Happy Labor Day!
This video was filmed in Karnes County Texas on August 24, 2015, at 8:42 PM near the intersection of FM 2102 and FM 626. OSHA has issued a warning that silica sand exposure during hydraulic fracturing is a health hazard to workers. What about the residents who live near hydraulic fracturing? What about the animals?
OSHA – NIOSH Hazard Warning for silica sand exposure during hydraulic fracturing.
The National Institute for Occupational Safety and Health (NIOSH) identified exposure to airborne silica as a health hazard to workers conducting some hydraulic fracturing operations during recent field studies.
NIOSH Findings on Worker Exposures to Silica
In cooperation with oil and gas industry partners, NIOSH collected 116 full shift air samples at 11 hydraulic fracturing sites in five states (Arkansas, Colorado, North Dakota, Pennsylvania, and Texas) to determine the levels of worker exposure to silica at various jobs at the worksites. Many air samples showed silica levels for workers in and around the dust generation points above defined occupational exposure limits.1
Of the 116 samples collected:47% showed silica exposures greater than the calculated OSHA PEL.
- 79% showed silica exposures greater than the NIOSH REL of 0.05 milligrams per cubic meter (mg/m3).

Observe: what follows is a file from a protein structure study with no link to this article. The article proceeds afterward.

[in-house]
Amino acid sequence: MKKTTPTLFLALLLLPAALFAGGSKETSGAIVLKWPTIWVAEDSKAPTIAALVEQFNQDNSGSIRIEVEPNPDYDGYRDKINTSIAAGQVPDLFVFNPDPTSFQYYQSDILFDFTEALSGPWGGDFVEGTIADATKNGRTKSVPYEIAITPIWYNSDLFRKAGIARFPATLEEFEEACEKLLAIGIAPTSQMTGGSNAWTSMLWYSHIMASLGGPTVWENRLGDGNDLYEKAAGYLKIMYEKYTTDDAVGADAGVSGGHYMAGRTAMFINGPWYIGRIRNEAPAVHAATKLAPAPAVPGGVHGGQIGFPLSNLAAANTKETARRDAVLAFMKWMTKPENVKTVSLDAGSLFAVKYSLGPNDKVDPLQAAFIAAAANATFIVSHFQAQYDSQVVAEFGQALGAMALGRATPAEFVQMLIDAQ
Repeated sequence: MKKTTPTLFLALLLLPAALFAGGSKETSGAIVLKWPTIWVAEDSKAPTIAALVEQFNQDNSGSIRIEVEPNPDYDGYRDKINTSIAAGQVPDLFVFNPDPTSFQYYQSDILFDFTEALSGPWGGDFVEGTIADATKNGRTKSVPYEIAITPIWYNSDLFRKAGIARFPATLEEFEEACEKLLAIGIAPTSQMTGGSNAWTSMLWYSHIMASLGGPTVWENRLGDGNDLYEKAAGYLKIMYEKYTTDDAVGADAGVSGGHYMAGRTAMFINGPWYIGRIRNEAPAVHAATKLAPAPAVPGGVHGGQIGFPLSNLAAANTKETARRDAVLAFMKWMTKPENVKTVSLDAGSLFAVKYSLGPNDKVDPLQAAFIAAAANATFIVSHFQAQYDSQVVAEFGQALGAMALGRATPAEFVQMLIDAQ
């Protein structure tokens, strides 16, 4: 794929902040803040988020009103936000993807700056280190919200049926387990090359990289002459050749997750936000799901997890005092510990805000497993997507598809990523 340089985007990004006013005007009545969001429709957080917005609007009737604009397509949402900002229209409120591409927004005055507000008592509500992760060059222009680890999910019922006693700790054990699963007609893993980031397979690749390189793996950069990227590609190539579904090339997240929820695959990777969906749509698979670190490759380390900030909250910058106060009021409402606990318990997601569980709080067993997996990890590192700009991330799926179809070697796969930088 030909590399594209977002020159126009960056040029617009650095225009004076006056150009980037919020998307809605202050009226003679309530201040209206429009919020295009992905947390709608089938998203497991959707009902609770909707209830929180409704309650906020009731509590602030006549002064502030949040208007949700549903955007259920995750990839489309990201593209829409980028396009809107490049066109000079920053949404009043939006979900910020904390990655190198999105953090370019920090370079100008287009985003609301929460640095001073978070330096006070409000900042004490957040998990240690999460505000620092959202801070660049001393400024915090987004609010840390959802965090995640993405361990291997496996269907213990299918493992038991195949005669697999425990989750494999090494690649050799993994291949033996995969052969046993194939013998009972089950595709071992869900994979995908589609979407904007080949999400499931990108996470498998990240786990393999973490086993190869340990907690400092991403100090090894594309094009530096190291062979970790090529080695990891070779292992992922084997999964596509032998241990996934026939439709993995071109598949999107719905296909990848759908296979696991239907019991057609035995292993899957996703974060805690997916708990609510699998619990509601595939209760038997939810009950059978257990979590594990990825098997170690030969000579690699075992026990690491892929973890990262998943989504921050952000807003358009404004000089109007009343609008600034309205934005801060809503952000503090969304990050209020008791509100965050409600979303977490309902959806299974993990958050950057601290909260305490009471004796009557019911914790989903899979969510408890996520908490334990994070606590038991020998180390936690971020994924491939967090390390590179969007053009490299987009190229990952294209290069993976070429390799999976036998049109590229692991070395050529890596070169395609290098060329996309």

- 9% of all samples showed silica exposures 10 or more times the PEL, with one sample more than 25 times the PEL.
- 31% of all samples showed silica exposures 10 or more times the REL, with one sample more than 100 times the REL.
The site with exposure of more than 100 times REL was in…can you guess? Texas!
According to the Texas Railroad Commission GIS map, it appears that Marathon is the operator of the wells in that area.
Most doctors don’t understand the fracking process and are ignorant about all the particulate matter emitted during the operations. We desperately need physician education.
Centers for Disease Control has a blog post about silica sand exposure during hydraulic fracturing but it is focused on worker exposures. What about the residents who live near hydraulic fracturing? What about the animals?
Video of a Hillwood frack site in Argyle, Texas with frac sand blowing toward the nearby elementary school.
Video of a frack site in Argyle, Texas showing a worker with no breathing protection.
Here you can see a picture of frac sand covering Runner Susan’s pool. The sand traveled an estimated 5 miles from the frack site. Each morning during the fracking operation, she swept up loads of this sand off her patio.
And the best picture of all shows fracking sand blowing everywhere with two homes 200′ away.
NOTE to CDC: I’ve got lots more. Do you need more? Really, this should be enough.